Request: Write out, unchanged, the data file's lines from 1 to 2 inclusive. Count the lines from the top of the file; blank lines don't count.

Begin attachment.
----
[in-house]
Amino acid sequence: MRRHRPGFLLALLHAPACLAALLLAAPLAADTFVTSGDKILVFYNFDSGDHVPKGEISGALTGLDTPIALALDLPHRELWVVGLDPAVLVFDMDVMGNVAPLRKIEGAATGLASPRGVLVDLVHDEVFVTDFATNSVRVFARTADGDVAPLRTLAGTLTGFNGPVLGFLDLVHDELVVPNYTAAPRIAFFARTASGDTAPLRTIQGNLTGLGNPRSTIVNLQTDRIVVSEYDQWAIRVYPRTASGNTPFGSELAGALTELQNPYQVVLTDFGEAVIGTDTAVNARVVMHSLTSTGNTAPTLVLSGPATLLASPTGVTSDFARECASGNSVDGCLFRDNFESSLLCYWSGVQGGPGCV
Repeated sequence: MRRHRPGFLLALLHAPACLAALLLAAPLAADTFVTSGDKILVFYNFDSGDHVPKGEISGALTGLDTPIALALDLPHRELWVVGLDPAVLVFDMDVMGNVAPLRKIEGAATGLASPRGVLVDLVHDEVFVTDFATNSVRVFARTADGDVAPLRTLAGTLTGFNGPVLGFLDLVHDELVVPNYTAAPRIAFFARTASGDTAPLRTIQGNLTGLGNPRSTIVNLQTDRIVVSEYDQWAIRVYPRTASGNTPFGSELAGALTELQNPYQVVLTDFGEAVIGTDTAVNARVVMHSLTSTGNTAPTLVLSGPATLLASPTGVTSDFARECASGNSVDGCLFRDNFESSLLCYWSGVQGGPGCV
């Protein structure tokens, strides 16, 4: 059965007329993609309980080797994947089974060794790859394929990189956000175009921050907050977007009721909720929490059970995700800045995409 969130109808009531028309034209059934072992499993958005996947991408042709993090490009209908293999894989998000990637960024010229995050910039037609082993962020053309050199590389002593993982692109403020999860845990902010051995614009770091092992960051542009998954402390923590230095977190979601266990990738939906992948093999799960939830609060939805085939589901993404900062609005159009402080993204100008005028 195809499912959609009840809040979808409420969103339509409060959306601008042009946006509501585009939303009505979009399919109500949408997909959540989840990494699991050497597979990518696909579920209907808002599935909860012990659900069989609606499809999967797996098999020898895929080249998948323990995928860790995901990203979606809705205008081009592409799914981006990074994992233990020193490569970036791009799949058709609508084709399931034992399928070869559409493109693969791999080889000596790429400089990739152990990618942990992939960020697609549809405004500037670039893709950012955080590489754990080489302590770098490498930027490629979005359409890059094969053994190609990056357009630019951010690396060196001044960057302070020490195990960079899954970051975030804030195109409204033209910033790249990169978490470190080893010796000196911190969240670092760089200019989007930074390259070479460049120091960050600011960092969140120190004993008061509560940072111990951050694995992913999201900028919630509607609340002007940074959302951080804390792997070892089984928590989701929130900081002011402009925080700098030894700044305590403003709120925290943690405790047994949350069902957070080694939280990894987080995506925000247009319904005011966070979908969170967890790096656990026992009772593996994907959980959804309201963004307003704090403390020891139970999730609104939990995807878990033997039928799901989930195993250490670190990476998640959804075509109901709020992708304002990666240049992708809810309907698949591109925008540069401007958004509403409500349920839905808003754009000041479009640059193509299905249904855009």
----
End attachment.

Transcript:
[in-house]
Amino acid sequence: MRRHRPGFLLALLHAPACLAALLLAAPLAADTFVTSGDKILVFYNFDSGDHVPKGEISGALTGLDTPIALALDLPHRELWVVGLDPAVLVFDMDVMGNVAPLRKIEGAATGLASPRGVLVDLVHDEVFVTDFATNSVRVFARTADGDVAPLRTLAGTLTGFNGPVLGFLDLVHDELVVPNYTAAPRIAFFARTASGDTAPLRTIQGNLTGLGNPRSTIVNLQTDRIVVSEYDQWAIRVYPRTASGNTPFGSELAGALTELQNPYQVVLTDFGEAVIGTDTAVNARVVMHSLTSTGNTAPTLVLSGPATLLASPTGVTSDFARECASGNSVDGCLFRDNFESSLLCYWSGVQGGPGCV